EDITOR DANIEL CLIFTON
Scorching triple-digit temperatures continue this week with little relief from the heat in sight and an ever-increasing fire danger.
The National Weather Service issued a heat advisory from noon to 7 p.m. Monday and Tuesday for portions of the Highland Lakes as temperatures are expected to reach 102-104 degrees. Even as a high-pressure system weakens its grip on Texas, temperatures will remain in the upper 90s.
The extreme heat and dry weather also have fire officials watchful. Though Blanco, Burnet, and Llano counties and many local municipalities have issued burn bans, it doesn’t take much to ignite a grass fire.
“Any small spark outside could get a grass or brush fire going very quickly,” said Marble Falls Fire Rescue Fire Marshal Tommy Crane. “It’s extremely dry out there, and the winds have been blowing pretty much every day. Those conditions make (the land) pretty susceptible to grass fires.”
Crane urged people to be careful when doing anything outside that could cause a spark and ignite a fire.
He recommends homeowners look into the Firewise program, which outlines how to better defend homes and structures, particularly those in urban interface areas where houses are built among natural vegetation and wildlands.
A key part of that program, Crane said, is the creation of a defensible space around a home or structure.
“A defensible space is where you keep yards clean, keep the grass cut, clean out the gutters, and keep the brush cut back,” he said. “It’s anything you can do to remove those fuels. And if a grass fire does come up to the property, hopefully, it will go around your house.”
Crane also recommends homeowners devise an evacuation plan in case of wildfire or another emergency. Ready, Set, Go outlines steps you can take as well as items you should have in a grab bag if you need to evacuate in a hurry.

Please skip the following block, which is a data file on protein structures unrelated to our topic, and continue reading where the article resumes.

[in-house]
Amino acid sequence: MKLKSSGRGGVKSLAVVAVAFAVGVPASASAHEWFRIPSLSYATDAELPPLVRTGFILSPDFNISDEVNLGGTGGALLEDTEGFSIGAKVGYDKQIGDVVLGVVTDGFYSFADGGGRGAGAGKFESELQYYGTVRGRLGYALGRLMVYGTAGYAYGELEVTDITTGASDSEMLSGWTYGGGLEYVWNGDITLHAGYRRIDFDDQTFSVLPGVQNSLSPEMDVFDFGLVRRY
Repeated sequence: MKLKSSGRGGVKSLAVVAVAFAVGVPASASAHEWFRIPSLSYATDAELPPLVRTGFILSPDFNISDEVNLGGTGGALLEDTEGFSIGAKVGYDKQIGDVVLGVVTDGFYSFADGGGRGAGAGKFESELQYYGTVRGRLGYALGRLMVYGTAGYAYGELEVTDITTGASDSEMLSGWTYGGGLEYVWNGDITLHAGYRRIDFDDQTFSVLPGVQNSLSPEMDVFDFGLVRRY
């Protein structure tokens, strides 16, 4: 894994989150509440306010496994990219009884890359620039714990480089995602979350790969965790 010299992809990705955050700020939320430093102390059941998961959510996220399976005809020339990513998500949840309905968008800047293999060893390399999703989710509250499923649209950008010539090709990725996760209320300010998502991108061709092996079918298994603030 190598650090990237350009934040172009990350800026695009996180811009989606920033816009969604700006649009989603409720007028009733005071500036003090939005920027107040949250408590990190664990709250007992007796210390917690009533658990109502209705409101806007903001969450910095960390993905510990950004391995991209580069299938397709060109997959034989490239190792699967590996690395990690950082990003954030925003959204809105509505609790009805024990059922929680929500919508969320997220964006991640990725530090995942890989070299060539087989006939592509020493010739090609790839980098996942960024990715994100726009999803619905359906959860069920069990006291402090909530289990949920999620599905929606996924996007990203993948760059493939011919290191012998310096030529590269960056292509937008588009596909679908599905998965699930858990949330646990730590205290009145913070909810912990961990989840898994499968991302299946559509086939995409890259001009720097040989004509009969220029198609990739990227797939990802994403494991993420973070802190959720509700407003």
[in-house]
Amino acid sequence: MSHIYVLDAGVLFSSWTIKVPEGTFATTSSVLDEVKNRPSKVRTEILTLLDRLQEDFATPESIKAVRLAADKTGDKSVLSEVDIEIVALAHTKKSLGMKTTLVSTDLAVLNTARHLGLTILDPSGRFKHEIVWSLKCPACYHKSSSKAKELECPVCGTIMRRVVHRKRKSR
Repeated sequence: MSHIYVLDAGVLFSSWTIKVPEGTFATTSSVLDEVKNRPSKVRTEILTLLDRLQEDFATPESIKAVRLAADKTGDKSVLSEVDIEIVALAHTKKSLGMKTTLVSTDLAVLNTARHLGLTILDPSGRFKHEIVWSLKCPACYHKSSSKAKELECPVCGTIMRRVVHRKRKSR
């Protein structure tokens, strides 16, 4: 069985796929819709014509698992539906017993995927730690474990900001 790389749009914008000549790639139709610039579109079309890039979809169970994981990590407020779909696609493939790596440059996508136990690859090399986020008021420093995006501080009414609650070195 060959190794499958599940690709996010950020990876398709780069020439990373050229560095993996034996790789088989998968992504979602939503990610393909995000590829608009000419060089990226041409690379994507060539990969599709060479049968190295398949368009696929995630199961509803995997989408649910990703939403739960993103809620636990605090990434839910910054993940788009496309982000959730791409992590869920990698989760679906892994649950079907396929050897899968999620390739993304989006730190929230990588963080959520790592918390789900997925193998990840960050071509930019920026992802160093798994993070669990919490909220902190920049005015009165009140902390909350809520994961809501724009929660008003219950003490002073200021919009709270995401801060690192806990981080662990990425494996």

“People can come by the station and pick up brochures on Firewise and Ready, Set, Go,” he added.
The Marble Falls Fire Rescue station is located at 700 Avenue N.
Along with threats to structures, grassfires are dangerous to the firefighters themselves.
“There’s a lot of heat when fighting grass fires,” Crane said. “There’s the temperature itself and the heat from the fire.”
The addition of firefighting gear and equipment and the physical exertion makes for a dangerous mix.
“You also have the different behaviors a wildfire or grass fire has,” Crane said. “You never know how it may shift or change directions, so that’s another thing we have to worry about.”
By taking precautions while outdoors and working with anything that might cause a spark, you also help protect firefighters and first responders.
As for the heat advisory and hot temperatures, you should plan outside activities for the cooler parts of the day. Also, wear loose, light-fitting clothing and drink plenty of water when outdoors. Health officials recommend taking regular breaks and finding refuge from the heat, whether in an air-conditioned building or the shade.
Also, check on elderly relatives and neighbors as well as those who might have an illness or condition compounded by the heat.